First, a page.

At the start of January, author and graphic novelist Gene Luen Yang was named National Ambassador for Young People’s Literature! Here’s a look at some of his works:
American Born Chinese by Gene Luen Yang
All Jin Wang wants is to fit in. When his family moves to a new neighborhood, he suddenly finds that he’s the only Chinese American student at his school. Jocks and bullies pick on him constantly, and he has hardly any friends. Then, to make matters worse, he falls in love with an all-American girl…
Born to rule over all the monkeys in the world, the story of the Monkey King is one of the oldest and greatest Chinese fables. Adored by his subjects, master of the arts of kung-fu, he is the most powerful monkey on earth. But the Monkey King doesn’t want to be a monkey. He wants to be hailed as a god…
Chin-Kee is the ultimate negative Chinese stereotype, and he’s ruining his cousin Danny’s life. Danny’s a popular kid at school, but every year Chin-Kee comes to visit, and every year Danny has to transfer to a new school to escape the shame. This year, though, things quickly go from bad to worse… [Image and summary via Goodreads]
Avatar: The Last Airbender: The Search, Part 1 by Gene Luen Yang, Bryan Konietzko, Michael Dante DiMartino, Dave Marshall, Gurihiru
For years, fans of Avatar: The Last Airbender and The Legend of Korra have burned with one question—what happened to Fire Lord Zuko’s mother? Finding a clue at last, Zuko enlists the aid of Team Avatar—and the most unlikely ally of all—to help uncover the biggest secret of his life. [Image and summary via Goodreads]
Boxers (Boxers & Saints #1) by Gene Luen Yang
China, 1898. Bands of foreign missionaries and soldiers roam the countryside, bullying and robbing Chinese peasants.
Little Bao has had enough. Harnessing the powers of ancient Chinese gods, he recruits an army of Boxers–commoners trained in kung fu–who fight to free China from “foreign devils.” Against all odds, this grass-roots rebellion is violently successful. But nothing is simple. Little Bao is fighting for the glory of China, but at what cost? [Image and summary via Goodreads]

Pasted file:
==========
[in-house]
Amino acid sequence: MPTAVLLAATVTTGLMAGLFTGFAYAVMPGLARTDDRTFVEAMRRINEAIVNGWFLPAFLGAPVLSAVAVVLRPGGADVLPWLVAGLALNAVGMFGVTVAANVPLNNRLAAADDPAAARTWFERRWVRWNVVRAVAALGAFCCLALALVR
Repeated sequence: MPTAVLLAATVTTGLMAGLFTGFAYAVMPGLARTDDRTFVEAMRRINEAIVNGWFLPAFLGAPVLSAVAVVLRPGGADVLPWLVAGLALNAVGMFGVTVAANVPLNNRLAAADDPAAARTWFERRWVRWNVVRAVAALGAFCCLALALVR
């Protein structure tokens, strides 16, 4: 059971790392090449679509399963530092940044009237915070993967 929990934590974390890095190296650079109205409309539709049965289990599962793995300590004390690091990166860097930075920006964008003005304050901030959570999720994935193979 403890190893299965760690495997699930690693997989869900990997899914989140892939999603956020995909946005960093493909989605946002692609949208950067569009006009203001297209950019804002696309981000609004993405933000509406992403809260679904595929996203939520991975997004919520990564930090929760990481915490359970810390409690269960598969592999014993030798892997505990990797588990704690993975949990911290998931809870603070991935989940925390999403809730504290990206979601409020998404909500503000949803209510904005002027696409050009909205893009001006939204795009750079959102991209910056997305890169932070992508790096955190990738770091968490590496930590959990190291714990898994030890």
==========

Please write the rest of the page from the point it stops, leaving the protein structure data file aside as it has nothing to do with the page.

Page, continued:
Level Up by Gene Luen Yang, Thien Pham
Dennis Ouyang has always struggled in the shadow of his parents’ expectations. His path is laid out for him: stay focused in high school, become a gastroenterologist. It may be hard work, but it isn’t complicated … until suddenly it is. Between his father’s death, his academic burnout, and his deep (and distracting) love of video games, Dennis is nowhere near where his family wanted him to be. In fact, he’s just been kicked out of college.
And that’s when things get … weird. Four adorable—and bossy–angels, straight out of a sappy greeting card, appear and take charge of Dennis’s life. And so Dennis finds himself herded back onto the straight and narrow: the path to gastroenterology. But nothing is ever what it seems when life, magic and video games collide. [Image and summary via Goodreads]
The Shadow Hero by Gene Luen Yang, Sonny Liew, Chu Hing
The Shadow Hero is based on golden-age comic series The Green Turtle, whose hero solved crimes and fought injustice just like any other comics hero. But this mysterious masked crusader was hiding more than your run-of-the-mill secret identity…The Green Turtle was the first Asian American superhero. [Image and summary via Goodreads]
Which of these have you read? And what did you think?
One Reply to “Works by Gene Luen Yang”
I read and LOVED American Born Chinese, Boxers & Saints and The Shadow Hero! Students at my high school loved Gene Luen Yang’s graphic novels.
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